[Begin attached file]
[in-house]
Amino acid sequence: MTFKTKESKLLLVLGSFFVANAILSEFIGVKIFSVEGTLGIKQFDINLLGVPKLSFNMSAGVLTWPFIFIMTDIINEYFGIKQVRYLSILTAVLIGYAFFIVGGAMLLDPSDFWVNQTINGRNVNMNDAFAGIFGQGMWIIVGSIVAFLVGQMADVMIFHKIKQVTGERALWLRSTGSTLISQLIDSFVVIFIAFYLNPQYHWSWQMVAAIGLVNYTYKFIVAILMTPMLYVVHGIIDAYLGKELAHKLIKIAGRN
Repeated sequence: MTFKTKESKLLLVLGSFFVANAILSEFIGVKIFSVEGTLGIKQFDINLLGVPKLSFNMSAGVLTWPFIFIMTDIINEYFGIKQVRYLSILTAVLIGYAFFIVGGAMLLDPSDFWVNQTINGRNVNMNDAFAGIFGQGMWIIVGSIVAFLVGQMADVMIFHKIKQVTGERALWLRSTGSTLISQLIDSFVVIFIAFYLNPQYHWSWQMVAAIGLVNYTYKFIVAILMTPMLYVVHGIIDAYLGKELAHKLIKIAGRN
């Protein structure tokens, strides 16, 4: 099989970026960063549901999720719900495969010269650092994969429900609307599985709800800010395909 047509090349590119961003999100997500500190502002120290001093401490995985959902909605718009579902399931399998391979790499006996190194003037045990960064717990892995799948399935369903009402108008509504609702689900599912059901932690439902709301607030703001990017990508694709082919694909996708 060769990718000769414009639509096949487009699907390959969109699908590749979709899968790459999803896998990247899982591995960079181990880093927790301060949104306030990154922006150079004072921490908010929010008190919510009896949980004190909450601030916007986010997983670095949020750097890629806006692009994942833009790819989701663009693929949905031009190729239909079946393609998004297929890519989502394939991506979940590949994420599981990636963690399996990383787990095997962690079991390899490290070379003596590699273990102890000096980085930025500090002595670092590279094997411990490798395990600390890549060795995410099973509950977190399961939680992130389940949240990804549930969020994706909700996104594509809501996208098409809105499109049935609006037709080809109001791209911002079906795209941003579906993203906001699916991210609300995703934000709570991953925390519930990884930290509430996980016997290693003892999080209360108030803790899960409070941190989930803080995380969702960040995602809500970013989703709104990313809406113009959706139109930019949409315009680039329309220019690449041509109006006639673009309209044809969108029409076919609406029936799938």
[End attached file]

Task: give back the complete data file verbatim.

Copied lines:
[in-house]
Amino acid sequence: MTFKTKESKLLLVLGSFFVANAILSEFIGVKIFSVEGTLGIKQFDINLLGVPKLSFNMSAGVLTWPFIFIMTDIINEYFGIKQVRYLSILTAVLIGYAFFIVGGAMLLDPSDFWVNQTINGRNVNMNDAFAGIFGQGMWIIVGSIVAFLVGQMADVMIFHKIKQVTGERALWLRSTGSTLISQLIDSFVVIFIAFYLNPQYHWSWQMVAAIGLVNYTYKFIVAILMTPMLYVVHGIIDAYLGKELAHKLIKIAGRN
Repeated sequence: MTFKTKESKLLLVLGSFFVANAILSEFIGVKIFSVEGTLGIKQFDINLLGVPKLSFNMSAGVLTWPFIFIMTDIINEYFGIKQVRYLSILTAVLIGYAFFIVGGAMLLDPSDFWVNQTINGRNVNMNDAFAGIFGQGMWIIVGSIVAFLVGQMADVMIFHKIKQVTGERALWLRSTGSTLISQLIDSFVVIFIAFYLNPQYHWSWQMVAAIGLVNYTYKFIVAILMTPMLYVVHGIIDAYLGKELAHKLIKIAGRN
């Protein structure tokens, strides 16, 4: 099989970026960063549901999720719900495969010269650092994969429900609307599985709800800010395909 047509090349590119961003999100997500500190502002120290001093401490995985959902909605718009579902399931399998391979790499006996190194003037045990960064717990892995799948399935369903009402108008509504609702689900599912059901932690439902709301607030703001990017990508694709082919694909996708 060769990718000769414009639509096949487009699907390959969109699908590749979709899968790459999803896998990247899982591995960079181990880093927790301060949104306030990154922006150079004072921490908010929010008190919510009896949980004190909450601030916007986010997983670095949020750097890629806006692009994942833009790819989701663009693929949905031009190729239909079946393609998004297929890519989502394939991506979940590949994420599981990636963690399996990383787990095997962690079991390899490290070379003596590699273990102890000096980085930025500090002595670092590279094997411990490798395990600390890549060795995410099973509950977190399961939680992130389940949240990804549930969020994706909700996104594509809501996208098409809105499109049935609006037709080809109001791209911002079906795209941003579906993203906001699916991210609300995703934000709570991953925390519930990884930290509430996980016997290693003892999080209360108030803790899960409070941190989930803080995380969702960040995602809500970013989703709104990313809406113009959706139109930019949409315009680039329309220019690449041509109006006639673009309209044809969108029409076919609406029936799938």